Human Eye-Like Metalens With Artificial Muscle Could Cure Blurred Vision and Revolutionize Mobile Cameras

Tuesday, 27 February 2018 - 11:33AM
Science News
Tuesday, 27 February 2018 - 11:33AM
Human Eye-Like Metalens With Artificial Muscle Could Cure Blurred Vision and Revolutionize Mobile Cameras
< >
Image credit: YouTube

A groundbreaking new metalens invention paves the way to a clear future for more than just curing blurred vision—it could revolutionize mobile camera technology.

Scientists from the Harvard John A Paulson School of Engineering and Applied Sciences (SEAS) have potentially revolutionized lenses of all kinds (including corrective eye lenses and smartphone cameras) by creating an artificial eye which can adjust to compensate for imperfections in ordinary eyesight.

The new lens works a lot like a human eye, with artificial muscles that can contract to change the way light is focused, in order to provide a sharper, clearer image. Using this lens, it's possible to counteract three main causes of blurred vision in humans: focus, astigmatism, and image shift.

But, hey, maybe you won't wear glasses, so you're not that interested in clearer vision for those four-eyes who are always complaining about their eyesight. If so, this creation is great news for you as well - the artificial eye lens can potentially be produced for mobile smartphone cameras, providing a clearer, sharper image when you snap a selfie, and a powerful optical zoom that could be added to phones without needing a large, bulky additional lens.

This is only the beginning of the possible uses for the technology—the lens could be used to make facial recognition software more accurate (a big plus if you like to unlock your phone by staring at it for a few seconds), and can be used to miniaturize virtual reality headsets so that they're not quite to large and cumbersome.

According to Federico Capasso, the senior author on the paper detailing this new discovery:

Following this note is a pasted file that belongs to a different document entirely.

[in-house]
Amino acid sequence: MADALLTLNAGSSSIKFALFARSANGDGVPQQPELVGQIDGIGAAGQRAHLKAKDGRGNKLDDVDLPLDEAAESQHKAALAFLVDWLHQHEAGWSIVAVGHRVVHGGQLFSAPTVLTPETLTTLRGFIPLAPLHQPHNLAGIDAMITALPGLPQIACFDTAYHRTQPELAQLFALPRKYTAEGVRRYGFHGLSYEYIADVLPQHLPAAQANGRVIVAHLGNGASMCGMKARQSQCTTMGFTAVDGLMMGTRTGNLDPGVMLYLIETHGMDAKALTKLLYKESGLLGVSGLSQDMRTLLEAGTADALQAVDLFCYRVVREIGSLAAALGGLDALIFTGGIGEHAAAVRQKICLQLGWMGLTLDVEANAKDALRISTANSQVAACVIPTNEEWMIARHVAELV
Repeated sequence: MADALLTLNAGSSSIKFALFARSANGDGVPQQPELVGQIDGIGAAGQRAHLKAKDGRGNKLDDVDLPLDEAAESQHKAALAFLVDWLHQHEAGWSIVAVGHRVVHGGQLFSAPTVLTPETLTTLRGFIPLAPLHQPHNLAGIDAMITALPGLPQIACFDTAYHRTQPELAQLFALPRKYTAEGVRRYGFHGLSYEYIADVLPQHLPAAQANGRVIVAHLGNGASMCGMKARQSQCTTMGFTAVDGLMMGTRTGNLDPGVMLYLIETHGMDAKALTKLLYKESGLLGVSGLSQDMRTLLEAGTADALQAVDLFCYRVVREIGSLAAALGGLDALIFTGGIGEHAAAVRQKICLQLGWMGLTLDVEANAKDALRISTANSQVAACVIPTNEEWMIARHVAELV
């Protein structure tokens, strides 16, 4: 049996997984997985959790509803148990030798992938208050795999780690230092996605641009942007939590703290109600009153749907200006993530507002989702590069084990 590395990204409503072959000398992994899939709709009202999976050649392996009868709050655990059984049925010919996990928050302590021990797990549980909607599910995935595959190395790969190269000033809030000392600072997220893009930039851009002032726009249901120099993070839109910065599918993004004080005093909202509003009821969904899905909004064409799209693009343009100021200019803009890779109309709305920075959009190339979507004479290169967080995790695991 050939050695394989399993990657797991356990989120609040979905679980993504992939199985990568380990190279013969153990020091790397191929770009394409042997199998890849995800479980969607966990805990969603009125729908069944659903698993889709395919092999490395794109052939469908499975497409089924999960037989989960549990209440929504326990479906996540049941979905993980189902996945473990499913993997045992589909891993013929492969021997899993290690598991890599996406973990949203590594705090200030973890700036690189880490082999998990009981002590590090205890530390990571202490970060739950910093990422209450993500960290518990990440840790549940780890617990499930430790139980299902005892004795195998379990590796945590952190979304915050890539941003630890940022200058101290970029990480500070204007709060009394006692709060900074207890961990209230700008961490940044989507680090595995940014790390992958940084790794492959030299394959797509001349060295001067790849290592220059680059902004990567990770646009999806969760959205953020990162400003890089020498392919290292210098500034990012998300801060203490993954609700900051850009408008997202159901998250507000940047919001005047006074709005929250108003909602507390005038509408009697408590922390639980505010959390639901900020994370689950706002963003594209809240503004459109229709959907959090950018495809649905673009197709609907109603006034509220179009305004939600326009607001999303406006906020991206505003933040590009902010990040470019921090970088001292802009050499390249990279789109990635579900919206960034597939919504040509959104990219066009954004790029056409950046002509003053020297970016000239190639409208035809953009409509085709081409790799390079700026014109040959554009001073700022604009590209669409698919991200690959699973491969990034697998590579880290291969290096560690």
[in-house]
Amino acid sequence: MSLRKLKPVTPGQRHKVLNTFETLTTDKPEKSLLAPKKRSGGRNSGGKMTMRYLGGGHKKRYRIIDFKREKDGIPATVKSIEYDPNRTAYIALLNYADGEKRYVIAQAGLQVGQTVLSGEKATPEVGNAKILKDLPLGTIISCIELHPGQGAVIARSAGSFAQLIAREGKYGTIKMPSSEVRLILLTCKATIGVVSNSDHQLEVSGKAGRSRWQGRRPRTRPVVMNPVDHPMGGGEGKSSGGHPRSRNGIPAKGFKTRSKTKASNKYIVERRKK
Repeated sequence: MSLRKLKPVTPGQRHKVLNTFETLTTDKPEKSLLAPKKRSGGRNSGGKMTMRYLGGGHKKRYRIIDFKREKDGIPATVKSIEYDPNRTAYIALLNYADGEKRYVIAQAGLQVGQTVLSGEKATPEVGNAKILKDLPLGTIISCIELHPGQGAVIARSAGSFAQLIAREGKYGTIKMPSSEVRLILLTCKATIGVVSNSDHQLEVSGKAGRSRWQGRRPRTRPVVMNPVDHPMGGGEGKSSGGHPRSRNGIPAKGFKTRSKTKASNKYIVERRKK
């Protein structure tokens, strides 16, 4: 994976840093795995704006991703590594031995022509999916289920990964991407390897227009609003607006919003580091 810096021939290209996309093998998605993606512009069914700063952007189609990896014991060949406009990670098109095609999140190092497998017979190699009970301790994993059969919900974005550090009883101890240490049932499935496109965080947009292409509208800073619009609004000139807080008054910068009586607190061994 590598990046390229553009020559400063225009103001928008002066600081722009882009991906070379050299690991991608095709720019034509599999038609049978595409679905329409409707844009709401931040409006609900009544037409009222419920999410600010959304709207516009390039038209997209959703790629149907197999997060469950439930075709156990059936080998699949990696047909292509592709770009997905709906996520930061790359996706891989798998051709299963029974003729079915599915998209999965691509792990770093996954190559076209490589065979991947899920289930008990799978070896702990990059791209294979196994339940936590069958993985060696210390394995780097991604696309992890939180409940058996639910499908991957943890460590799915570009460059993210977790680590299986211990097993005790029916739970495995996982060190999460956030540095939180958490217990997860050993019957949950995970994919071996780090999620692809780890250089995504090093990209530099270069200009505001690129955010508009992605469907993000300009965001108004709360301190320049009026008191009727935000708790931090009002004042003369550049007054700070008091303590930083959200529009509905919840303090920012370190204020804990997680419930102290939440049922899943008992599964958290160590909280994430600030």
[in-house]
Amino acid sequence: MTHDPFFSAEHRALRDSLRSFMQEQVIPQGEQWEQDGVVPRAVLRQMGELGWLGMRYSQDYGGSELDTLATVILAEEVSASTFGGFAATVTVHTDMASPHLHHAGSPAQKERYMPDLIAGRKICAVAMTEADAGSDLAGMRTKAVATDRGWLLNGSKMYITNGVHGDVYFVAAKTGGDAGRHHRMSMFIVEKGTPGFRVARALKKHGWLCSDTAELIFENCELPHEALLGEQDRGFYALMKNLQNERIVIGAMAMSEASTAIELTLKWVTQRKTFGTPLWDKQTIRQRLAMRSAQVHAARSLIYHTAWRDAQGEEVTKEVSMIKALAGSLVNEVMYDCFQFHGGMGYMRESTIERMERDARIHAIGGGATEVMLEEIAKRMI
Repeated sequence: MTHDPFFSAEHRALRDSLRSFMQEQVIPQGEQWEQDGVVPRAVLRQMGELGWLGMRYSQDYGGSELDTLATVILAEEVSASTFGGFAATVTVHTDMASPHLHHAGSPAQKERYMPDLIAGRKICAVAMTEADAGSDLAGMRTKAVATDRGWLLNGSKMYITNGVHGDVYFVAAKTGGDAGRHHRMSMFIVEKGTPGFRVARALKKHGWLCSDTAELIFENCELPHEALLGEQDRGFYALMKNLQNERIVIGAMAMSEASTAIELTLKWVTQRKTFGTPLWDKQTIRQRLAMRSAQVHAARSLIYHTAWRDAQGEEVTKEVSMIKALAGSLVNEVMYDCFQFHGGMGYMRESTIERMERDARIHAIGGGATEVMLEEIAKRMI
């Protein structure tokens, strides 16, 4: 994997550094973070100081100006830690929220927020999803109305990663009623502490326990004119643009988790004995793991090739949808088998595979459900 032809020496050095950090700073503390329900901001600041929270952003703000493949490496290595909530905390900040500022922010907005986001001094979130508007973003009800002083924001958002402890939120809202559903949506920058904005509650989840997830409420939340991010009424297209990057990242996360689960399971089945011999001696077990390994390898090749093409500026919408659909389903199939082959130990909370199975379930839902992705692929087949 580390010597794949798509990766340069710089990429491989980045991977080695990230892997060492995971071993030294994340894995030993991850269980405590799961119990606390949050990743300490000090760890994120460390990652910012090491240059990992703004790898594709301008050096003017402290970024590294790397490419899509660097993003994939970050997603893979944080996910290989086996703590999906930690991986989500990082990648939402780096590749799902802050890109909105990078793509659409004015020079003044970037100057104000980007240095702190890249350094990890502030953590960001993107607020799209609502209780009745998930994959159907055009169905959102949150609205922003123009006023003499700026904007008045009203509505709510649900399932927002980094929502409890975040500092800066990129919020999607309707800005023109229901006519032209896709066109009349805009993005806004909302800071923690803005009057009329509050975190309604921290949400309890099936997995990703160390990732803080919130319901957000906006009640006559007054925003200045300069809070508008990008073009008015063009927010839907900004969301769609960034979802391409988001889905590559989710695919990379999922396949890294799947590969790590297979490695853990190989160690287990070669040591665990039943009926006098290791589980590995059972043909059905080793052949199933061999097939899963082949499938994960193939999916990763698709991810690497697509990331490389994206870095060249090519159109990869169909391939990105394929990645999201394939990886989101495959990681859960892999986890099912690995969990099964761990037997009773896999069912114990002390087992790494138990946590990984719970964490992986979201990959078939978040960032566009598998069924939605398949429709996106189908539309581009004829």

Opening quote
"This demonstrates the feasibility of embedded optical zoom and autofocus for a wide range of applications including cell phone cameras, eyeglasses and virtual and augmented reality hardware. It also shows the possibility of future optical microscopes, which operate fully electronically and can correct many aberrations simultaneously."
Closing quote

All of this is fantastic news, but it does seem as if scientists are missing a wondrous potential use for the technology.

This lens can create a flat, unobtrusive optical zoom, and can correct a human being's vision so that they no longer struggle to focus their eyes.

Naturally, the most logical use for this technological breakthrough is to create telescopic vision for humans, as shown off in The Six Million Dollar Man!

Sadly, there is one big problem with this new lens at present that will probably keep people from wanting to have it too close to their faces: it takes a large amount of electricity in order to contract the artificial muscles so that the artificial eye can focus.

This will be the biggest stumbling block to actually being able to produce a commercially viable version of the lens for smartphone users, and it goes without saying that the nearsighted people of the world aren't in a hurry to strap zappy goggles to their faces in order to be able to see.

Still, one has to hope that this technology will be made available to the world soon so that we'll all get to benefit from telescopic vision and crisp smartphone images.

It's not every day that scientists invent a machine that can give people superpowers.

Science News